First, we have the longest-ever Australian federal election campaign, which comes to an end next Saturday. It has been about as enlightening and inspiring as I expected (i.e. not even). The prime minister has demonstrated that whatever he might bring to the office he presently holds (which either is not a lot, or has been kept from view until now, for reasons best known to himself), he is not much chop as an oppositionist. (Which perhaps makes him the reverse of the person he replaced, except that we all know what he was like as prime minister.) Given that this country has not been effectively governed since 2007 (with the exception of Julia Gillard's prime ministership, which, against all odds, managed to push some important and/or worthwhile things through a minority parliament, some of which have even survived), and given the turbulent international waters that we find ourselves in, it is dispiriting (to say the least) how uninspiring our leaders and aspirants have continued to be. We are not those others over there / we are better than those others over there would appear to be an end in itself. (At least the Labor Party has made some attempt at policy development, but from where I sit (on my side of the bed, the cat curled up in the sun at my feet) it isn't getting much traction, and anyway the slogan "100 Positive Policies" is about as likely to engage the electorate as John Hewson's "Incentivation" (remember that?).)

Secondly, Brexit, in which it would appear, from this distance, that what may have happened is that enough people registered a perhaps well-meaning protest vote (although against what they were all protesting against may have been neither clear nor uniform) to bring about a result that either nobody wanted or, at least, nobody had really thought through the consequences of. Am I the only person who is beginning to think that there might be such a thing as too much democracy?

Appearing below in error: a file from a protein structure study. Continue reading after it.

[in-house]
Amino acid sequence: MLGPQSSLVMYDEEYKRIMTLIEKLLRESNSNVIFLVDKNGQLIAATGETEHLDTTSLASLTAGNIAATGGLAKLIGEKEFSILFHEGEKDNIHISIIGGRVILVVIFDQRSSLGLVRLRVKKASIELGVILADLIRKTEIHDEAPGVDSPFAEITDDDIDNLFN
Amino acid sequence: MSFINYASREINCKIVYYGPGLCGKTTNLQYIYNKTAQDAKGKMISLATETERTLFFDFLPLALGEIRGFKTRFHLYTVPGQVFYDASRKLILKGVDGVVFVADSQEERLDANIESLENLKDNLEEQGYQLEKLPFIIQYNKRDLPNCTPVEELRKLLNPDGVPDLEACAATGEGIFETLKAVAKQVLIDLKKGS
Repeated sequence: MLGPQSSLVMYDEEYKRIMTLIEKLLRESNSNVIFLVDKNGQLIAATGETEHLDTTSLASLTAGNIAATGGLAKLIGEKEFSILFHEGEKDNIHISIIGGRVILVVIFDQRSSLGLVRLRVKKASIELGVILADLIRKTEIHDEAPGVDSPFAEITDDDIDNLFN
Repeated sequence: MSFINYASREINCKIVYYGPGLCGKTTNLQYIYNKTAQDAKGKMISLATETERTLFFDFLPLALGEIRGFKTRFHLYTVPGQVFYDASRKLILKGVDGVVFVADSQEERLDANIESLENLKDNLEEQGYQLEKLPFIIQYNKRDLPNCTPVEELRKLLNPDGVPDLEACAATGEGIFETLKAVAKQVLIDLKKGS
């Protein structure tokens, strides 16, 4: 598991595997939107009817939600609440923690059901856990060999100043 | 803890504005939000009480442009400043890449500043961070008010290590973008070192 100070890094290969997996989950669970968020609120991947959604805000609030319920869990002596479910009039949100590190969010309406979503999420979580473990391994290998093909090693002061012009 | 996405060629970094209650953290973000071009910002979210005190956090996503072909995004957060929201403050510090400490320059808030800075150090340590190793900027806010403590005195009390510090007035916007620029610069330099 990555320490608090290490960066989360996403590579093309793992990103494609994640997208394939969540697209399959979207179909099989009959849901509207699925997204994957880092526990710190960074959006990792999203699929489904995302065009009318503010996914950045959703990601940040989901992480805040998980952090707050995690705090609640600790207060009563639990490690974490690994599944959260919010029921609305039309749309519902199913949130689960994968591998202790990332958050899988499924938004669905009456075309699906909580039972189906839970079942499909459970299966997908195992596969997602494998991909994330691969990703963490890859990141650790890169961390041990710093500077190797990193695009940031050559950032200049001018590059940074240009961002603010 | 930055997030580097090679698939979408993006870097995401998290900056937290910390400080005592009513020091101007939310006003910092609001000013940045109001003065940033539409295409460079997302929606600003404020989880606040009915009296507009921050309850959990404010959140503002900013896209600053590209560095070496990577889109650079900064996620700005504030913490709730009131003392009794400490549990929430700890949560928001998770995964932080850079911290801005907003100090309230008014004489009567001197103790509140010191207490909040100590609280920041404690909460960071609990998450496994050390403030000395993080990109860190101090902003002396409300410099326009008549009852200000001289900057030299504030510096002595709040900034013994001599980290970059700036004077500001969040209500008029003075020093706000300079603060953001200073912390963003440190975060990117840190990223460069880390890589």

Thirdly, the bizarre (and increasingly alarming) prospect of a President Trump. See previous sentence.

Bad politics, baby.




Saturday, June 18, 2016

Hypothetical mixtape: August 2015

There are things I really ought to be getting on with. This is not one of them.

"White Clouds (Day's Rhodes More Travelled Edit)", by Hiroshi Fukumura.  So good.


"Dreams", by Beck. A one-off single by the Beckster. It sounds like a reaction against "Morning Phase". A lot of Beck's records sound like a reaction against the record before. (See also: The Go-Betweens.)


"Spiral", by XTC. If you were seeking evidence to back up the seemingly outlandish claim that XTC had pop songs literally dripping off the ends of their fingers, consider this song. Most bands would commit criminal acts to be able to write a song as poptastic as this. XTC couldn't find a way to fit it onto either of their "Apple Venus" albums, for which it seems to have been recorded.


"Is It Her?", by Smashing Time. This song sits somewhere on the straight line that connects The Zombies' "She's Not There" with "Nice Day", by Persephone's Bees. Which, if you are chasing pop perfection, is not a bad place to sit. Warning: contains a flute player running rampant. (Not that there's anything wrong with that.) This would appear not to have been released at all, other than on the compilation whose cover adorns the YT clip.


"Mississippi Mud", by Smithstonian. The song title, combined with the neat pun in the band's name, tells you where you are going with this. Nowhere. Slowly. Deliciously. (Also released under the name of Black Blood and the Chocolate Pickles, with added vocals and with the piano replaced by a Rhodes. Now that's quality.)


"Mar de la Tranquilidad", by Azul y Negro. I have died a thousand times listening to the ache on the guitar. Why oh why did the eighties have to end? (Bonus: album cover of the month.)